Variety’s critics reveal their choices for the publication’s annual Critics’ Choice sidebar at the Karlovy Vary Intl. Film Festival, which runs July 3-11.

Above and Below
Director: Nicolas Steiner
A mesmerizing plunge into the damaged psyches of five characters floating by on the margins of American society — from a couple scraping by in a Las Vegas drainage tunnel to the young woman determined to be among the first crew to colonize Mars — this remarkable graduation film serves as a perfect companion piece to the wave of post-apocalyptic stories flooding TV and megaplexes. The latest (and best) in an unlikely subgenre of not-quite-documentaries to spring up around the desolate expanse beyond California’s Inland Empire, the pic delves into a patch of the American frontier that appears even less inhabitable now than it did in the time of John Ford classics. These dried-up lakes and sun-scorched vistas offer fertile soil for the artistic-minded, in this case concentrating on five individuals who simply don’t fit into the modern world as we know it. — Peter Debruge

A Blast
Director: Syllas Tzoumerkas
Almost nobody is having a blast in “A Blast,” and that statement can probably be extended to viewers of Syllas Tzoumerkas’ aggressive, agitated second feature. Still, this story of a young mother’s nervous breakdown in the face of financial ruin displays more than enough rough-and-tumble directorial nerve, coupled with bristling socioeconomic critique, to magnetize those accustomed to the headier demands of Greek New Wave cinema. The national seething over Greece’s ongoing financial crisis has powered much of the country’s recent cinematic output, though filmmakers have tended to address the subject through opaque allegory. Not so in “A Blast,” where scarcely any issue (or insult) goes unspoken, and where the narrative pivots drastically on a family’s ruinous business debts, its thrashing energy anchored by a fierce star turn from “Dogtooth” lead Aggeliki Papoulia. — Guy Lodge

The Ecstasy of Wilko Johnson
Director: Julien Temple
The characteristically playful, pop-culture-savvy approach to the documentary form of onetime punk-scene enfant terrible Julien Temple might seem ill-suited to the subject of mortality, but storied rock-guitarist Wilko Johnson’s unexpectedly buoyant response to the news that he has inoperable pancreatic cancer makes for a film about saying goodbye that is itself void of grief, fear or regret. After checking off a couple of bucket-list items, Johnson has ample time to simply enjoy the heightened, near-euphoric sense of awareness he’s experienced since his diagnosis, which proves more liberating than traumatic. Remaining personal instead of retreading Johnson’s career, the film feels delightfully alive, inventive and droll, very much like its unassuming subject, and its perspective on terminal illness is a rare tonic. — Dennis Harvey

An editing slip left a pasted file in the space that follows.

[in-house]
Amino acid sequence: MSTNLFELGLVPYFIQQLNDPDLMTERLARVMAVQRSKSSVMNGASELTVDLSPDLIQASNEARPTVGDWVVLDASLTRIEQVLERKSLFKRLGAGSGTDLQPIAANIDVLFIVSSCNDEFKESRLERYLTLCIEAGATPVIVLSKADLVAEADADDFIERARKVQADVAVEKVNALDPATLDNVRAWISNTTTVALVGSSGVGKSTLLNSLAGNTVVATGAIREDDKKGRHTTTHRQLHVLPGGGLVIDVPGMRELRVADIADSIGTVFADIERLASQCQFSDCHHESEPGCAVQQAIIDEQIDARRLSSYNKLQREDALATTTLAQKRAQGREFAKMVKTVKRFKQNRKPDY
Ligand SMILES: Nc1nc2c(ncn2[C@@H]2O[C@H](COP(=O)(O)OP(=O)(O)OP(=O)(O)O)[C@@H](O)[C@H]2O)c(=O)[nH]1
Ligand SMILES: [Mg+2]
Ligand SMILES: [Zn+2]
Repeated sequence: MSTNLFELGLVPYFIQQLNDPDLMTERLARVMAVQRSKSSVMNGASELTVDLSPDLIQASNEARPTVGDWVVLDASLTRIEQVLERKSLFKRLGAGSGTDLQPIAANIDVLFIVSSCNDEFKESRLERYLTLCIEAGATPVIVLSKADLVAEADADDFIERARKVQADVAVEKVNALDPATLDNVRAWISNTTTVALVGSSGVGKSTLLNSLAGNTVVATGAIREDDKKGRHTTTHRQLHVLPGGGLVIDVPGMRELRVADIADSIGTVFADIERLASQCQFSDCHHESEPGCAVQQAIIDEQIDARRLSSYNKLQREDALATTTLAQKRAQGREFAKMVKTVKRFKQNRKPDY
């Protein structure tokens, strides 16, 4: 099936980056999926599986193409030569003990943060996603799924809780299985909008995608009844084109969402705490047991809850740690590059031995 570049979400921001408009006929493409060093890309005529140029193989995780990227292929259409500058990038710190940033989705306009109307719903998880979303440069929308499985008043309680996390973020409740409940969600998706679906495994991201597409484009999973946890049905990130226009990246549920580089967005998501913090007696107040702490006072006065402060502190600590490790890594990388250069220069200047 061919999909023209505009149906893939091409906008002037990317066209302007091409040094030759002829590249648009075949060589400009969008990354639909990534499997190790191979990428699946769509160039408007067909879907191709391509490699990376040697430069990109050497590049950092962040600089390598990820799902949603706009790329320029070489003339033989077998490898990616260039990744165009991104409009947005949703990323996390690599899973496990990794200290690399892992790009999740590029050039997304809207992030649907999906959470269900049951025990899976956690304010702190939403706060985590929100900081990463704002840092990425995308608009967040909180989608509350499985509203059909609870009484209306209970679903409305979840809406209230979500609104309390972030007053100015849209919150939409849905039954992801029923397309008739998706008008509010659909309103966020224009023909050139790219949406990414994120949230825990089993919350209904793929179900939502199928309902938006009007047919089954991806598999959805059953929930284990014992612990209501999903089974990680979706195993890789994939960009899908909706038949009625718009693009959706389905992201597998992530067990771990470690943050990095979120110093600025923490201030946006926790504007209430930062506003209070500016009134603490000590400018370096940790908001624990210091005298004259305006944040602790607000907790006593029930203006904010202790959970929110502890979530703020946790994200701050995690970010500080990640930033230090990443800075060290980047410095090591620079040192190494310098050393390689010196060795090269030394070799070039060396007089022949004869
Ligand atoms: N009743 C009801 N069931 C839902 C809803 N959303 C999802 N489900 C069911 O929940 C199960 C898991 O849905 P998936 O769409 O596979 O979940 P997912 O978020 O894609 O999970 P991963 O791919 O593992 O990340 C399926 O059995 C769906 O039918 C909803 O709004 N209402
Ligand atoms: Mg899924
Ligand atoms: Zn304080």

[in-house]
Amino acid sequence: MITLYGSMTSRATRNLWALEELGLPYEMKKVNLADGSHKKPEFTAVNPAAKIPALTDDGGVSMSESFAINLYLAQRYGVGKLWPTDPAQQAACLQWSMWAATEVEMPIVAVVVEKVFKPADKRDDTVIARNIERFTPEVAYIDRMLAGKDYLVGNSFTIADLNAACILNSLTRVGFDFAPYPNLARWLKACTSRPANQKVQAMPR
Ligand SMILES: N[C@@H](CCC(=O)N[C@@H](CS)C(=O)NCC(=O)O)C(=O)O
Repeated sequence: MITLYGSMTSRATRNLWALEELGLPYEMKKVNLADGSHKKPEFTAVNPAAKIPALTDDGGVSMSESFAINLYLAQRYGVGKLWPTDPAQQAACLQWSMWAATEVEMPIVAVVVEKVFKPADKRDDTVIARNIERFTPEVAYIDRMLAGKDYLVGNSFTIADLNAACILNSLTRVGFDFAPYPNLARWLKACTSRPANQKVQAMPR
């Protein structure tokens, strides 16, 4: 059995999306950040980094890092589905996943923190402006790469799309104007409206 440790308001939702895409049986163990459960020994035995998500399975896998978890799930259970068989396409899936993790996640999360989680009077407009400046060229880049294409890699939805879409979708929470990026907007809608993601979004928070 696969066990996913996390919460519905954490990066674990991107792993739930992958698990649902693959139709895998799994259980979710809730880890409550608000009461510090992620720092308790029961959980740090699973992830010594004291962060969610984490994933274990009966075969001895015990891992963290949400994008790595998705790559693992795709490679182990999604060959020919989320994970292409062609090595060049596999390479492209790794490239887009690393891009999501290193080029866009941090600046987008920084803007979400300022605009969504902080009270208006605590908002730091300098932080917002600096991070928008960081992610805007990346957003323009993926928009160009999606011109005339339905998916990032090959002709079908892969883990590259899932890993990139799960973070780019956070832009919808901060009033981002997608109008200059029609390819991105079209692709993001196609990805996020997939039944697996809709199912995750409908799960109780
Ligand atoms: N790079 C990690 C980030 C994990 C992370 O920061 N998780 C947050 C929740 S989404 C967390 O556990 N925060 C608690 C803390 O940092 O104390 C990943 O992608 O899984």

Fidelio: Alice’s Journey
Director: Lucie Borleteau
Anchored by a courageous lead performance, this emotionally complex debut chronicles a sexually liberated sailor’s voyage of self-discovery aboard an old freighter, where she fights for respect among the randy crew— including the handsome captain, with whom she shares a romantic past — while her faithful partner anxiously awaits her return. A metaphorical mermaid, Alice seems to become a different person at sea, toughening her skin to survive as the lone female assigned to a vast cargo ship. Though women are too seldom allowed to be the proactive agents of desire in other movies, Alice doesn’t exist merely to excite male characters. We experience the movie through her eyes, juggling the temptations put before her, pining for the partner she left behind and dealing with the consequences of her actions. It’s a refreshing depiction set in a truly unique setting. — Peter Debruge

Goodnight Mommy
Directors: Veronika Franz & Severin Fiala
A fairy tale for “Dogtooth” enthusiasts, this elegantly stylized, thoroughly unnerving thriller takes place in an austere, isolated Austrian home, where twin boys begin to suspect that something is wrong with their mother. But that’s only the beginning of this family’s dysfunction, as tension escalates to torture. Mommy looks monstrous when she comes home from the hospital, her body sexy but her face wrapped entirely in bandages. At least her two kids have each other. That seems to be the one thing stopping this scary-looking woman from doing something really cruel to one of them. . Hiding a twist that forces audiences to reconsider everything that came before, the co-directors have dreamed up a home-invasion scenario where the aggressors lived there all along, cleverly constructing each scene so all can be explained, if only as dreams, and even the waking moments have a nightmarish feel. — Peter Debruge